– What will you learn?
You will be educated on the X-ray diffraction and scattering application of lithium-ion batteries, including: Electrochemical reactions and atomic phase changes, with discussion on the special considerations needed for this application.
From the classroom to the laboratory to the synchrotron: SingleCrystal is the easiest way to visualize and understand diffraction properties of crystals. SingleCrystal 4 lets you simulate multi-phase X-ray, neutron and electron diffraction patterns, display reciprocal lattice sections and construct stereographic projections of planes or vectors. By combining a simulated pattern with an observed diffraction image, you can auto-index the pattern and determine the orientation of your crystal.
We recently purchased an in situ heating holder from Hitachi and installed it in the aberration corrected STEM Hitachi HD2700. The heating temperature can increase up to 1200C. The in situ heating experiments performed in the aberration corrected STEM can allow you to directly observe the phase transformation, nanoparticle crystallization and growth, atomic cluster or single atom rippening, phase segregation, elemental homogenization, and many others at atomic scale. Currently we hold two types of heating chips w/ or w/o hole in thin SiNx membrane. But the hitachi company offer many selections of heating chips available to buy in small quantity i.e. 5/pk.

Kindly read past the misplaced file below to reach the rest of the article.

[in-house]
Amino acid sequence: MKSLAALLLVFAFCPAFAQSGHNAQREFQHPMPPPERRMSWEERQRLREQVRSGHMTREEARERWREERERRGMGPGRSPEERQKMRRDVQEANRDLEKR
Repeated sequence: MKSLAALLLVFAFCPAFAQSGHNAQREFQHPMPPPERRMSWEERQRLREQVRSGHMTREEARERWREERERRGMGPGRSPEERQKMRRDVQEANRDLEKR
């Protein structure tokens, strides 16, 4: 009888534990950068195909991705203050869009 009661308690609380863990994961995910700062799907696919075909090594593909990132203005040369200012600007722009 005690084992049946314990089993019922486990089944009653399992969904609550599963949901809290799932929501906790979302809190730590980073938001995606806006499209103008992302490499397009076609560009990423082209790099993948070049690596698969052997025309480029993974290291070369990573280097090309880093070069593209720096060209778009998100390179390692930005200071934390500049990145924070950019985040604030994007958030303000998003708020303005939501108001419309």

If you need to know anything more about the heating experiment or training in the STEM, please contact Mengkun Tian.
Webinar from Malvern PANalytical – XRD Masterclass 1 – Characterization Of Amorphous API
Small molecule drug products often face multiple development challenges, common amongst which are those relating to solubility, stability and manufacturability.
The Developability Classification System (DCS) provides useful guidelines for selecting a formulation technology, based on assessment of the drug’s fundamental properties and dose expectations. APIs which fall under Class 1 (good solubility, good permeability) were discovered and delivered to the market early on.
Nowadays, the majority of small molecule drug candidates are poorly soluble and belong to Class 2 (a & b). For these molecules, solid-form screening and new formulation types are required to create competitive pharmaceutical products.
In the search for more soluble or bioavailable forms, different types of drug formulations are being considered, including nanoparticles, amorphous solid dispersions, co-crystals and drug carrier systems. In this webinar, we’ll focus on amorphous formulations and address the following questions:
• Are amorphous compounds which are obtained in different experimental conditions the same?
• Are they free of nano-crystalline material and are they truly amorphous?
• What are the best ways of quantifying low and high amorphous content?
• How we can we use X-ray diffraction to answer these, and more, questions?
The MCF will be playing this webinar in the MCF Lobby but if you would like to register for this and watch it on your own computer, you can register here.